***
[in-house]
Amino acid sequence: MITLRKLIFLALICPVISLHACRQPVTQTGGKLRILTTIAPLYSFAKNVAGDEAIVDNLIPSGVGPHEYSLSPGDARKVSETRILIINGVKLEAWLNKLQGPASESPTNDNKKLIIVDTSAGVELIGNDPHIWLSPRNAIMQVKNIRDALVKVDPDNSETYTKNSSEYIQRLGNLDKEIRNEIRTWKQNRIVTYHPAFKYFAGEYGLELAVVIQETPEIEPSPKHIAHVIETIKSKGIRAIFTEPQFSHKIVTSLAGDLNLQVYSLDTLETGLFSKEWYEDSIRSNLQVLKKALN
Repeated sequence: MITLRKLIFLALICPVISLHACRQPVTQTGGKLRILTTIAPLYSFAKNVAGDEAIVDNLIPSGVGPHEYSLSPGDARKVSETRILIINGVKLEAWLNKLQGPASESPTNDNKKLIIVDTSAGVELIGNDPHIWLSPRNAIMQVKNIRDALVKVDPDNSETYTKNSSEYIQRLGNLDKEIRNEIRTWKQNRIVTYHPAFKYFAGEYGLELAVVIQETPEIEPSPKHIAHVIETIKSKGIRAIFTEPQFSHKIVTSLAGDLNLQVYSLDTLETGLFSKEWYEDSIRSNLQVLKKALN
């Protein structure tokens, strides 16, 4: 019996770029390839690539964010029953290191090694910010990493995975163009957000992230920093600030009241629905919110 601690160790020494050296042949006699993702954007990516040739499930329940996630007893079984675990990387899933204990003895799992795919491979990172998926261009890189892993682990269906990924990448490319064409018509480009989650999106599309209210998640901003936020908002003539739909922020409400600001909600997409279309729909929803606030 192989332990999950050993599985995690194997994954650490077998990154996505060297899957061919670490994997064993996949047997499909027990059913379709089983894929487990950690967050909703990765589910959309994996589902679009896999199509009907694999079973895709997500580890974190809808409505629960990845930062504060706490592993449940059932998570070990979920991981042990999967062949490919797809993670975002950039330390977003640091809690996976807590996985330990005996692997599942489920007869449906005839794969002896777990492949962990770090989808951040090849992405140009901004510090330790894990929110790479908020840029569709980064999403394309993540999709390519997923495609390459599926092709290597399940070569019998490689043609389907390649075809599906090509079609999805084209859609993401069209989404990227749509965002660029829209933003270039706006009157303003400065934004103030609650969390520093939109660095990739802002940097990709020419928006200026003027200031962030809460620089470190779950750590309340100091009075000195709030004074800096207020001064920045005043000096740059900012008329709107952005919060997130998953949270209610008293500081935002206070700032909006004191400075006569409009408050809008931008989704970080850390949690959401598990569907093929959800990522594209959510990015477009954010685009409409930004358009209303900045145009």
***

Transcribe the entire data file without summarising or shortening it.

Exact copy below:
[in-house]
Amino acid sequence: MITLRKLIFLALICPVISLHACRQPVTQTGGKLRILTTIAPLYSFAKNVAGDEAIVDNLIPSGVGPHEYSLSPGDARKVSETRILIINGVKLEAWLNKLQGPASESPTNDNKKLIIVDTSAGVELIGNDPHIWLSPRNAIMQVKNIRDALVKVDPDNSETYTKNSSEYIQRLGNLDKEIRNEIRTWKQNRIVTYHPAFKYFAGEYGLELAVVIQETPEIEPSPKHIAHVIETIKSKGIRAIFTEPQFSHKIVTSLAGDLNLQVYSLDTLETGLFSKEWYEDSIRSNLQVLKKALN
Repeated sequence: MITLRKLIFLALICPVISLHACRQPVTQTGGKLRILTTIAPLYSFAKNVAGDEAIVDNLIPSGVGPHEYSLSPGDARKVSETRILIINGVKLEAWLNKLQGPASESPTNDNKKLIIVDTSAGVELIGNDPHIWLSPRNAIMQVKNIRDALVKVDPDNSETYTKNSSEYIQRLGNLDKEIRNEIRTWKQNRIVTYHPAFKYFAGEYGLELAVVIQETPEIEPSPKHIAHVIETIKSKGIRAIFTEPQFSHKIVTSLAGDLNLQVYSLDTLETGLFSKEWYEDSIRSNLQVLKKALN
């Protein structure tokens, strides 16, 4: 019996770029390839690539964010029953290191090694910010990493995975163009957000992230920093600030009241629905919110 601690160790020494050296042949006699993702954007990516040739499930329940996630007893079984675990990387899933204990003895799992795919491979990172998926261009890189892993682990269906990924990448490319064409018509480009989650999106599309209210998640901003936020908002003539739909922020409400600001909600997409279309729909929803606030 192989332990999950050993599985995690194997994954650490077998990154996505060297899957061919670490994997064993996949047997499909027990059913379709089983894929487990950690967050909703990765589910959309994996589902679009896999199509009907694999079973895709997500580890974190809808409505629960990845930062504060706490592993449940059932998570070990979920991981042990999967062949490919797809993670975002950039330390977003640091809690996976807590996985330990005996692997599942489920007869449906005839794969002896777990492949962990770090989808951040090849992405140009901004510090330790894990929110790479908020840029569709980064999403394309993540999709390519997923495609390459599926092709290597399940070569019998490689043609389907390649075809599906090509079609999805084209859609993401069209989404990227749509965002660029829209933003270039706006009157303003400065934004103030609650969390520093939109660095990739802002940097990709020419928006200026003027200031962030809460620089470190779950750590309340100091009075000195709030004074800096207020001064920045005043000096740059900012008329709107952005919060997130998953949270209610008293500081935002206070700032909006004191400075006569409009408050809008931008989704970080850390949690959401598990569907093929959800990522594209959510990015477009954010685009409409930004358009209303900045145009």